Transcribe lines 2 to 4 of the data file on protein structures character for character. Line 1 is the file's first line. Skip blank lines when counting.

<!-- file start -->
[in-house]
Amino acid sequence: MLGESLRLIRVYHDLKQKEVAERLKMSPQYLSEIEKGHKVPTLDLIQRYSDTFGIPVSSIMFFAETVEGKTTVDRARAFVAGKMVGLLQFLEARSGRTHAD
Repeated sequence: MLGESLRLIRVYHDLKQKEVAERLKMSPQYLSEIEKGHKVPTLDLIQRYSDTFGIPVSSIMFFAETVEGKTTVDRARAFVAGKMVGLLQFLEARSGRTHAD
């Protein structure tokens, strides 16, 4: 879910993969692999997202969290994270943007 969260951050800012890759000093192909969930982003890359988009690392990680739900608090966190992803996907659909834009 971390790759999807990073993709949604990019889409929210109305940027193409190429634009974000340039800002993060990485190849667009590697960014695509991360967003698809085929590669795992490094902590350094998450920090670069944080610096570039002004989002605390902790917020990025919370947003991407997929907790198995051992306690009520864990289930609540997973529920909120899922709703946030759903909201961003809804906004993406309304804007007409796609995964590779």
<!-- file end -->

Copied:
Amino acid sequence: MLGESLRLIRVYHDLKQKEVAERLKMSPQYLSEIEKGHKVPTLDLIQRYSDTFGIPVSSIMFFAETVEGKTTVDRARAFVAGKMVGLLQFLEARSGRTHAD
Repeated sequence: MLGESLRLIRVYHDLKQKEVAERLKMSPQYLSEIEKGHKVPTLDLIQRYSDTFGIPVSSIMFFAETVEGKTTVDRARAFVAGKMVGLLQFLEARSGRTHAD
């Protein structure tokens, strides 16, 4: 879910993969692999997202969290994270943007 969260951050800012890759000093192909969930982003890359988009690392990680739900608090966190992803996907659909834009 971390790759999807990073993709949604990019889409929210109305940027193409190429634009974000340039800002993060990485190849667009590697960014695509991360967003698809085929590669795992490094902590350094998450920090670069944080610096570039002004989002605390902790917020990025919370947003991407997929907790198995051992306690009520864990289930609540997973529920909120899922709703946030759903909201961003809804906004993406309304804007007409796609995964590779």